Calls to child abuse helplines rocketed since the lockdown began, with risk levels increasing due to the vast amounts of time spent in the family home.     

Deliveroo itself has been criticised for its lack of action regarding harassment of staff, particularly women. 

According to the Independent Workers’ Union of Great Britain (IWGB), more than 80 per cent of couriers feel unsafe at work and have experienced verbal or physical assault. 

‘Time and time again couriers have reported the inadequacy of Deliveroo’s process for supporting workers who’ve been assaulted on the job,’ Ahmed Hafezi from the IWGB previously told the BBC.

‘Often, when couriers report incidents to Deliveroo and other courier companies, the first question is about the welfare of the package, not the human being delivering it.’

In April this year, Deliveroo riders went on strike over pay, workers rights and safety after it listed on the London Stock Exchange.  

Socially distanced protests were held in towns and cities including London, York, Sheffield, Reading and Wolverhampton. 

According to a report by the Bureau of Investigative Journalism, some Deliveroo drivers earn as little as £2 per hour. 

Deliveroo rejected the findings, which were revealed in March, and claimed that riders earn an average of £13 per hour during busy periods.   

Greg Howard, a Deliveroo rider and an official of the IWGB, said: ‘I’m going on strike for my basic rights and those of all the other riders struggling to get by and support families on Deliveroo poverty pay.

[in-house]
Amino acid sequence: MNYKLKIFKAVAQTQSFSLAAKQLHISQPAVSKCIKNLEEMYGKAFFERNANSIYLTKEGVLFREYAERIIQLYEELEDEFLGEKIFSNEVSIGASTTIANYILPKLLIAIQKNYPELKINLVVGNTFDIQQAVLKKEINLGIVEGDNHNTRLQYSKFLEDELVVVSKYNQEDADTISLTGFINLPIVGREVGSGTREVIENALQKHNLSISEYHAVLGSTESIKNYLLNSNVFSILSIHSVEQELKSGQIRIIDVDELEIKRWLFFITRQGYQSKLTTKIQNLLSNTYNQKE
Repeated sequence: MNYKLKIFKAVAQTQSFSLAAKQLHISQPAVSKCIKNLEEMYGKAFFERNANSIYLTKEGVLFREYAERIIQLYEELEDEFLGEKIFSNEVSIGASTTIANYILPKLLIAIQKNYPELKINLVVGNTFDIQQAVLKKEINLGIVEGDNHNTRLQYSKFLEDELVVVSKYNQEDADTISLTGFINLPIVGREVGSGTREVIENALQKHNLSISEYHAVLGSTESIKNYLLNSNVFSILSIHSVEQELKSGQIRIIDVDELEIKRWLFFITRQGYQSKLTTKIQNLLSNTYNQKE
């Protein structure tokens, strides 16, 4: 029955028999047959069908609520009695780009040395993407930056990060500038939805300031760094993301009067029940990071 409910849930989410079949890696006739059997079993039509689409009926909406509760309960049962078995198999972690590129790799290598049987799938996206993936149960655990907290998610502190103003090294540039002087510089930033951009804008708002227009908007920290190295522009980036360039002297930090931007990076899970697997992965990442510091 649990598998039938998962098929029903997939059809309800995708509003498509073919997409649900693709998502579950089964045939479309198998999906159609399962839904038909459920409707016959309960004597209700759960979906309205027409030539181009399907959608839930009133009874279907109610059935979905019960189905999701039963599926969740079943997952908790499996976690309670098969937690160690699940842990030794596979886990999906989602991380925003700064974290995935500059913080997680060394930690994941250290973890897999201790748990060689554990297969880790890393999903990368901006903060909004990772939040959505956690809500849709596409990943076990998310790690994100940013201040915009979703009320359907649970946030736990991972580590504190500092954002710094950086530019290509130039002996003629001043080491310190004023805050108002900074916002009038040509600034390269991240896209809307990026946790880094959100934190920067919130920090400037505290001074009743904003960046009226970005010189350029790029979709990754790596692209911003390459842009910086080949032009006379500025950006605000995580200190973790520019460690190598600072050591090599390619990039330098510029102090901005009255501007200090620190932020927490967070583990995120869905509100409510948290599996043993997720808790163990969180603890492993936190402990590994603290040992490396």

‘I’ve seen conditions decline for years and then working through lockdown I contracted Covid-19 and got very little support.

‘After the pandemic more people than ever understand this exploitation is no way to treat anyone, let alone key workers.’

Deliveroo said that ‘this small self-appointed union does not represent the vast majority of riders who tell us they value the total flexibility they enjoy’.

Rider surveys found most are happy with the company and flexibility was their priority, the company said in a statement. 


You can apply to be a Deliveroo driver on the firm’s website, but there are a few requirements to fulfil.

Applicants will need a scooter, bike or car (with licence and insurance) and safety equipment, as well as a smartphone with iOS 12/Android 6 or above.

They also need proof of right to work self-employed in the UK and be aged 18 or over. 

Deliveroo riders can choose if and when they want to work by going online on the app. 

Deliveroo explains: ‘Go online whenever you’re in an area we cover, within our opening hours. 

‘While you’re online, we’ll send you orders to deliver. Stay online for as long as you like – it’s all up to you.’ 

The firm says it pays ‘a competitive fee for each order you deliver’. 

However, in March 2021, it was revealed some Deliveroo drivers earn as little as £2 per hour, based on a survey of more than 300 riders by the Bureau of Investigative Journalism.    

Deliveroo rejected the findings and claimed that riders earn an average of £13 per hour during busy periods.